WUHAN, China (Reuters) - Renault still sees plenty of growth in Chinese vehicle demand, the French carmaker said as it prepared to cut the ribbon on its first assembly plant in the world’s biggest auto market, where growth has slowed over the past year.
Inaugurating the 870 million euro ($942 million) factory in Wuhan, eastern-central China, Jacques Daniel, head of Renault’s joint venture with local partner Dongfeng, said capacity could double or ultimately even triple from its initial output of 150,000 vehicles per year.
“Are we arriving after the battle? Not at all, because this market is not going to stop,” Daniel told reporters ahead of the opening ceremony. “Entering a market of 20 million vehicles a year is no bad thing for a manufacturer.”
Renault has until now remained a marginal player in China. Unlike Nissan, its 43.4 percent-owned Japanese affiliate, Renault has lacked any local production capacity, relying instead on less profitable imports such as the South Korean-built Koleos sport utility vehicle.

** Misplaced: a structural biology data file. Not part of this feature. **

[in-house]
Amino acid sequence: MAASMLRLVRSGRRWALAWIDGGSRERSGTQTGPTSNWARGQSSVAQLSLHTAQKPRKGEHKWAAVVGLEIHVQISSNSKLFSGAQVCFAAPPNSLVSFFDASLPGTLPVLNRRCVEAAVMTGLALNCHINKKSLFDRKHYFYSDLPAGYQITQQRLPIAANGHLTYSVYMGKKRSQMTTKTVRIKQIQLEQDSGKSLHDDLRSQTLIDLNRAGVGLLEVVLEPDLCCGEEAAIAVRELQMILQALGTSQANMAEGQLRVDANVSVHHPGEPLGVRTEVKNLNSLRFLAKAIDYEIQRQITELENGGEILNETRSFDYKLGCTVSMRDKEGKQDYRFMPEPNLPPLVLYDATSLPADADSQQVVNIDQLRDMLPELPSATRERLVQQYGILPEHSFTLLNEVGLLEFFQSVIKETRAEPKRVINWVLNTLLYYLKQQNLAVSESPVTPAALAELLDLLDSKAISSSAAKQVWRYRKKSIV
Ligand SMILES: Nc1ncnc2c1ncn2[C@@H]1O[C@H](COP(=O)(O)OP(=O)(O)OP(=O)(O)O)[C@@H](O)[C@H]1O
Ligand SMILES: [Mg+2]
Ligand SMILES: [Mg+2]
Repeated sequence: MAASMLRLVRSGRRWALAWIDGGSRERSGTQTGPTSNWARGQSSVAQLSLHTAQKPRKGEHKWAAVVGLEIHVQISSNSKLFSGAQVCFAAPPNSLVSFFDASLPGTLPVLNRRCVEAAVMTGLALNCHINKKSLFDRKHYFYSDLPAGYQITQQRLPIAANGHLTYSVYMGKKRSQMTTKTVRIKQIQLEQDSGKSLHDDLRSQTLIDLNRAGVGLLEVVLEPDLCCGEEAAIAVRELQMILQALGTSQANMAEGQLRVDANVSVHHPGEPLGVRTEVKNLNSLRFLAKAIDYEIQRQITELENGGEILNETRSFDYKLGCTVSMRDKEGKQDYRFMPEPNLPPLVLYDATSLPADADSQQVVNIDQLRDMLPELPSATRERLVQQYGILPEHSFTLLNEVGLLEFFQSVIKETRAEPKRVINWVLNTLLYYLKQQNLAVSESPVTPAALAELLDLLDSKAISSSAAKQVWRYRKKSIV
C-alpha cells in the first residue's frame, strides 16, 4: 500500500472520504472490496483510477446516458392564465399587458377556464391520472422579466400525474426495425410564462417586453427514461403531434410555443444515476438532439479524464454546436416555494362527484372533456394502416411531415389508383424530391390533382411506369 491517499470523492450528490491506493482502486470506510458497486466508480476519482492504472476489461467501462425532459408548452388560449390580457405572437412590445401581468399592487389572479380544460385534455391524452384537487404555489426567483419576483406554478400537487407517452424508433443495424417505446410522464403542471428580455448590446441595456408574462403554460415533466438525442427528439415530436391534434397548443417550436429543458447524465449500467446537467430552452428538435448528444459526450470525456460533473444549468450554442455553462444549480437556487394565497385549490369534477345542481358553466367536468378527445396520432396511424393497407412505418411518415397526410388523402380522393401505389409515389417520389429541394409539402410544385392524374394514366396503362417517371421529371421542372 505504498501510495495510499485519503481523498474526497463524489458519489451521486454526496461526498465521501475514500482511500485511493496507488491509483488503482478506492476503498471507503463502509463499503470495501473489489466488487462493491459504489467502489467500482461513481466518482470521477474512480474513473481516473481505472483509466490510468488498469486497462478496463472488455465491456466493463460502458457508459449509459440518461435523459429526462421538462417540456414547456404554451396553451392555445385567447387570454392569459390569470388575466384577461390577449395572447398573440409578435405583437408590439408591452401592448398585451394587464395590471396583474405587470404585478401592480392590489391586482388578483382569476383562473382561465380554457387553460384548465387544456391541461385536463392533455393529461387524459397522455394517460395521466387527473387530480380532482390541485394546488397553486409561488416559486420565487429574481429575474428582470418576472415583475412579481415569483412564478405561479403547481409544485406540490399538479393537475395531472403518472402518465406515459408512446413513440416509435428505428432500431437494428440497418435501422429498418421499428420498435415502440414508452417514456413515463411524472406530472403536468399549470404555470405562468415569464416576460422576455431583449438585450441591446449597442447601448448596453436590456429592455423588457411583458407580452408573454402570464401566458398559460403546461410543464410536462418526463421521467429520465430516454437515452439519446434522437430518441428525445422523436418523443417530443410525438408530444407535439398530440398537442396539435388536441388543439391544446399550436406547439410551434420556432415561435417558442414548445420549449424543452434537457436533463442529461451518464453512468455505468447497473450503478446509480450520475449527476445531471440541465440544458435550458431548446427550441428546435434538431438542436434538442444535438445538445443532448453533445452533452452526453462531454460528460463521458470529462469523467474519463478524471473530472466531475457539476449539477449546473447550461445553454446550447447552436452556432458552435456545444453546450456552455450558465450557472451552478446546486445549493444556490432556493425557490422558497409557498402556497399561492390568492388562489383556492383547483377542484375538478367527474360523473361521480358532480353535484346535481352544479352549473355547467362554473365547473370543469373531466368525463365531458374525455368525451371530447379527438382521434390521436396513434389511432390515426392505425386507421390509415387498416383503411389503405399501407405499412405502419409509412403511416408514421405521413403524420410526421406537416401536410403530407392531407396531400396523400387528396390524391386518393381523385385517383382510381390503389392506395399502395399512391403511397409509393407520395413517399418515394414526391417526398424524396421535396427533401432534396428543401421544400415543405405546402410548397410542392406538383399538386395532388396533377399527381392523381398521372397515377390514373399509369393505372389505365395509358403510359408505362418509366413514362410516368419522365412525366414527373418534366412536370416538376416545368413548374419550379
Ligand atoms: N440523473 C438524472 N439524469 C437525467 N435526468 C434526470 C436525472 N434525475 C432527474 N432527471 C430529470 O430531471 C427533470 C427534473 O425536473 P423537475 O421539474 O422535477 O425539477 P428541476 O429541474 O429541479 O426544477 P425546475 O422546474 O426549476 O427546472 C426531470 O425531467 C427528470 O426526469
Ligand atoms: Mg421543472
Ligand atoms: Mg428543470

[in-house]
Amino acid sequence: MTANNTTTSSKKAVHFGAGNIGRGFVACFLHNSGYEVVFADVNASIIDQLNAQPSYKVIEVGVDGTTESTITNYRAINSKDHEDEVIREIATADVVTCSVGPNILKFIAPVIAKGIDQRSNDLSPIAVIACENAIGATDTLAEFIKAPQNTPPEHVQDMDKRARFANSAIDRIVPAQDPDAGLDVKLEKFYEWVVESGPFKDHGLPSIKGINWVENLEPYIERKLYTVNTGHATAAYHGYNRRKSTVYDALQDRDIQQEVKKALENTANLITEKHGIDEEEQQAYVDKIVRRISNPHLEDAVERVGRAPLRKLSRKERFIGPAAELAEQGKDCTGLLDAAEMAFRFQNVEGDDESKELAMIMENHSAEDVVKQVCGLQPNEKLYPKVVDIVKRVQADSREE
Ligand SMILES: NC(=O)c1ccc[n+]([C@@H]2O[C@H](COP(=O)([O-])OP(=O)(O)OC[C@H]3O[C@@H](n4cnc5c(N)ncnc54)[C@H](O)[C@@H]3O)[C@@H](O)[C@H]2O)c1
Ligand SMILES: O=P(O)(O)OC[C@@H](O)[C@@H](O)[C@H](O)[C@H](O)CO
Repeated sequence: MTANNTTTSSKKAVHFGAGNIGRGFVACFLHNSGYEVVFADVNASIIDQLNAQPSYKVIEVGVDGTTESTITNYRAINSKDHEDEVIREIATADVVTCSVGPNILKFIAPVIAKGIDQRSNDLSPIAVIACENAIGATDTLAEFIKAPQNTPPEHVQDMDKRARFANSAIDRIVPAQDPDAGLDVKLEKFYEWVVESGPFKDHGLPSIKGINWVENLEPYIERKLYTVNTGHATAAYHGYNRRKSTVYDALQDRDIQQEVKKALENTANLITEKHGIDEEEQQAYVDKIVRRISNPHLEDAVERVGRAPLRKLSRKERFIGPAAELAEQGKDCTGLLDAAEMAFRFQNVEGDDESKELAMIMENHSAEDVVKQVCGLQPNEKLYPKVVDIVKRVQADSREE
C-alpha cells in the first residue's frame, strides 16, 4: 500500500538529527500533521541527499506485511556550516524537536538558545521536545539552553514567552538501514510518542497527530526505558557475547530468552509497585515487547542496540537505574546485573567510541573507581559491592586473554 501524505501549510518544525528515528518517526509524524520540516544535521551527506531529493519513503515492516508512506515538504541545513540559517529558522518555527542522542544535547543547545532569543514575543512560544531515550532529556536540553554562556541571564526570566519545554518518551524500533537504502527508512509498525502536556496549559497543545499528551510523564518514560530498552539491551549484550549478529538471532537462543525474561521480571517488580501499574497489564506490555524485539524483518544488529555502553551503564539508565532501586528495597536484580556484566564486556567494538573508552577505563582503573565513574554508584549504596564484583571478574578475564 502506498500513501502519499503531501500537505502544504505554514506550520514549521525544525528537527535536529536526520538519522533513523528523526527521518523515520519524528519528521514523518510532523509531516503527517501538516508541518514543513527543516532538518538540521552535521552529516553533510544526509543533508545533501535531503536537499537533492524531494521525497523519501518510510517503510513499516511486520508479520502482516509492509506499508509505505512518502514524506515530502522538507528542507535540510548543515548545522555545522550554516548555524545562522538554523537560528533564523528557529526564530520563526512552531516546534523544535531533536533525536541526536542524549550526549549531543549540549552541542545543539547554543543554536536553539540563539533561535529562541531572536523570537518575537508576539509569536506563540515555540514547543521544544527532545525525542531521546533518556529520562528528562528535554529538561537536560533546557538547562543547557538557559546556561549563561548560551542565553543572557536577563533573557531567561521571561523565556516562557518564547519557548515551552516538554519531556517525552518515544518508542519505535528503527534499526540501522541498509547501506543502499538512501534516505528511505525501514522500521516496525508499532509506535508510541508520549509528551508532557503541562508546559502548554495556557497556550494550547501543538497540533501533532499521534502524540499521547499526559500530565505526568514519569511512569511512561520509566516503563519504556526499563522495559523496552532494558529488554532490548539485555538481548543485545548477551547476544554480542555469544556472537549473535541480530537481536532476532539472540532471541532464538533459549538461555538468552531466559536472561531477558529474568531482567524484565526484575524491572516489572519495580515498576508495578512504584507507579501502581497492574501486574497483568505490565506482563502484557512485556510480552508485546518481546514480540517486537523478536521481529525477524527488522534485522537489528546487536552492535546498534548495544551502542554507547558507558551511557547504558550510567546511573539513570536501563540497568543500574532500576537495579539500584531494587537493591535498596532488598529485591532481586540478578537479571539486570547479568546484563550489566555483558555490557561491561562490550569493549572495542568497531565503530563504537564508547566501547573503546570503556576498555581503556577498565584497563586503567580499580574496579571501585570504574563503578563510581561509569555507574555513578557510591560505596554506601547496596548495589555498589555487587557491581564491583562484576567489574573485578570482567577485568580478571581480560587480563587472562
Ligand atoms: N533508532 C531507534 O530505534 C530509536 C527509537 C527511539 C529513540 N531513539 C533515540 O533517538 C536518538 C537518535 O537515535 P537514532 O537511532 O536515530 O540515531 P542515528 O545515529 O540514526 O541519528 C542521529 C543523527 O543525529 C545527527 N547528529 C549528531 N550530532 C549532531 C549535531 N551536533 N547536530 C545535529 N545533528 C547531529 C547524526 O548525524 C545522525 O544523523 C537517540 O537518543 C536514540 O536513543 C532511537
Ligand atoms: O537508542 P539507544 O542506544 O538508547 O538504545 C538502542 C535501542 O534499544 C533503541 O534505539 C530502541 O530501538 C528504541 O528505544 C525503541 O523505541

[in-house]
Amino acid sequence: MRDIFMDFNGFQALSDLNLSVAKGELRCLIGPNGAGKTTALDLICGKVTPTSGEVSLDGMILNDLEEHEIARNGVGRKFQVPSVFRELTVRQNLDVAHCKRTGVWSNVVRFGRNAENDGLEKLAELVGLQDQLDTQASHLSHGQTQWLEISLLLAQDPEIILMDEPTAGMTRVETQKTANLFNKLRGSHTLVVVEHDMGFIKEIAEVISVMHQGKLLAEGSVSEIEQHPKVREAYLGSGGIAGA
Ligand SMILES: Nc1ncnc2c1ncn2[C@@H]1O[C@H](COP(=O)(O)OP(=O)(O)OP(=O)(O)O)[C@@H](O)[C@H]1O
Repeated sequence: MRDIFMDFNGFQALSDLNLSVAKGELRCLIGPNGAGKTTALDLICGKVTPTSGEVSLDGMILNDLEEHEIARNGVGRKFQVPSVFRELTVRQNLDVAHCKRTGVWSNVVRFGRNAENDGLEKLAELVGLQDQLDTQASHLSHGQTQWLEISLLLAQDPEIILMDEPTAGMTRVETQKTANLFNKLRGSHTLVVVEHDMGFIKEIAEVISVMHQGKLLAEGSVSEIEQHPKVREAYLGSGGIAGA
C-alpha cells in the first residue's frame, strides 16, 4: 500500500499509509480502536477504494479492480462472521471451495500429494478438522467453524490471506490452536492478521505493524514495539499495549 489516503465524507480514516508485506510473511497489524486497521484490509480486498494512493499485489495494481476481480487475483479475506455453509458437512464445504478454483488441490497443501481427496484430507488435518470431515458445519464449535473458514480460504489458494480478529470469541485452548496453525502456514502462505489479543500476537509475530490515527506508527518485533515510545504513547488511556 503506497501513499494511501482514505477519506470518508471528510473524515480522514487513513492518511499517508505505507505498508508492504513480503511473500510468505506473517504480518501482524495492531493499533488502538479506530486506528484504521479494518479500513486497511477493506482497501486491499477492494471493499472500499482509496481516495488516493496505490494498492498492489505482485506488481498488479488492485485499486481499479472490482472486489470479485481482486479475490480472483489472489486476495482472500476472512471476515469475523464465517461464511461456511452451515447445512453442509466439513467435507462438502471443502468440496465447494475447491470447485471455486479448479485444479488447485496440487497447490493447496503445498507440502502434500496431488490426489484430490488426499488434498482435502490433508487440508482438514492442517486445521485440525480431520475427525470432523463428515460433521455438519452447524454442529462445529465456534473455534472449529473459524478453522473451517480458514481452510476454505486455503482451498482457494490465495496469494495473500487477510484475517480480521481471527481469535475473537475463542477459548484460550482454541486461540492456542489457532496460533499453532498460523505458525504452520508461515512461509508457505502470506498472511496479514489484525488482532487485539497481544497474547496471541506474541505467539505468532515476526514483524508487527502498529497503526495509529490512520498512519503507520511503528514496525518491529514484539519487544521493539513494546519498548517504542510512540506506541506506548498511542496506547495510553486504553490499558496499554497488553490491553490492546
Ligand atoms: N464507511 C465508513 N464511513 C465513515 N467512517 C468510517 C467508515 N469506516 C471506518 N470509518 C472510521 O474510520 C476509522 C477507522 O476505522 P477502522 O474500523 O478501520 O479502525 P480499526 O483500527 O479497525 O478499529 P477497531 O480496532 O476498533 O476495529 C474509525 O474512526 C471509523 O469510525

But its arrival as a manufacturer - one of the last among major western automakers - coincides with a weakening of the Chinese economy and car demand.
After an abrupt slowdown in mid-2015 and partial recovery later in the year, the market is likely to grow 4-6 percent in 2016, Renault-Nissan predicts, a healthy clip by European standards but a far cry from the double-digit expansions of preceding years.
Renault’s catch-up strategy is to bet on the SUV segment, however, which accounts for one-third of the Chinese market and is still growing at a rate approaching 50 percent.
On its first production line, employing some 2,000 workers, the Dongfeng-Renault plant is about to begin assembling the French brand’s Kadjar compact SUV, followed by a larger version later this year and an electric Fluence sedan in 2017.
“A second (line) would very easy to install,” Daniel said on the eve of the inauguration. “And we have enough space for a third if needed.”
Renault is already in the process of increasing its China sales network to 150 dealerships from 125 last year, he added, and would add more with any future plant expansions.
(This story has been refiled to drop extraneous word ‘the’ from lead paragraph)
Writing by Laurence Frost, editing by Louise Heavens